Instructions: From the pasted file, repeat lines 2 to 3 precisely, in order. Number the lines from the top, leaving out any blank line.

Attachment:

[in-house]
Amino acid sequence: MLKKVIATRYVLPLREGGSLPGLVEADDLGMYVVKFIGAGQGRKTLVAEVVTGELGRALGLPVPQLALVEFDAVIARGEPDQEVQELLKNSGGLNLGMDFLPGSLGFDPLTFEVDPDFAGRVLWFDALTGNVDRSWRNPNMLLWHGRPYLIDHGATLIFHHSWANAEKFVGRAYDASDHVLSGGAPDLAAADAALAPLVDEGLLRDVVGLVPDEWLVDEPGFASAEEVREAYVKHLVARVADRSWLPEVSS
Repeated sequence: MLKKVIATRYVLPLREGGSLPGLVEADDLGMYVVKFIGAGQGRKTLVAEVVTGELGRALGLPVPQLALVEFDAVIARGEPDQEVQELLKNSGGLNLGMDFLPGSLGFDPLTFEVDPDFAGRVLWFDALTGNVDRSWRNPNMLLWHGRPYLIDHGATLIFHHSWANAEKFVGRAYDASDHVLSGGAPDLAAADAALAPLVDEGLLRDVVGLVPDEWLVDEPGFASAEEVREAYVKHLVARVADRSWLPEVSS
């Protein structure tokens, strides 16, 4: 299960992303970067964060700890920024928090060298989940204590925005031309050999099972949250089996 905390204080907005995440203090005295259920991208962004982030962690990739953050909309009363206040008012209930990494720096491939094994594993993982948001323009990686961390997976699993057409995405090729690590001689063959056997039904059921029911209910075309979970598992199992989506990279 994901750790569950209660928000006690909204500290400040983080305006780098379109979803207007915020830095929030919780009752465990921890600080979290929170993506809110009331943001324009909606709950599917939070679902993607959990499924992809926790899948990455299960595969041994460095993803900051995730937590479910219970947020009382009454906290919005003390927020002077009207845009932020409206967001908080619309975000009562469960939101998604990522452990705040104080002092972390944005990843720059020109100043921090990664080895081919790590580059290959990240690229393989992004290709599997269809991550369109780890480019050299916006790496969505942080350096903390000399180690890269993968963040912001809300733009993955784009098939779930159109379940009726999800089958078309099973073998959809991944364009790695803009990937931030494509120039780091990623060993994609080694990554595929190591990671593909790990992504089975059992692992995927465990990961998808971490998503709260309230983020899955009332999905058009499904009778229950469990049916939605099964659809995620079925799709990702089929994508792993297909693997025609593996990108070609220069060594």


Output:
Amino acid sequence: MLKKVIATRYVLPLREGGSLPGLVEADDLGMYVVKFIGAGQGRKTLVAEVVTGELGRALGLPVPQLALVEFDAVIARGEPDQEVQELLKNSGGLNLGMDFLPGSLGFDPLTFEVDPDFAGRVLWFDALTGNVDRSWRNPNMLLWHGRPYLIDHGATLIFHHSWANAEKFVGRAYDASDHVLSGGAPDLAAADAALAPLVDEGLLRDVVGLVPDEWLVDEPGFASAEEVREAYVKHLVARVADRSWLPEVSS
Repeated sequence: MLKKVIATRYVLPLREGGSLPGLVEADDLGMYVVKFIGAGQGRKTLVAEVVTGELGRALGLPVPQLALVEFDAVIARGEPDQEVQELLKNSGGLNLGMDFLPGSLGFDPLTFEVDPDFAGRVLWFDALTGNVDRSWRNPNMLLWHGRPYLIDHGATLIFHHSWANAEKFVGRAYDASDHVLSGGAPDLAAADAALAPLVDEGLLRDVVGLVPDEWLVDEPGFASAEEVREAYVKHLVARVADRSWLPEVSS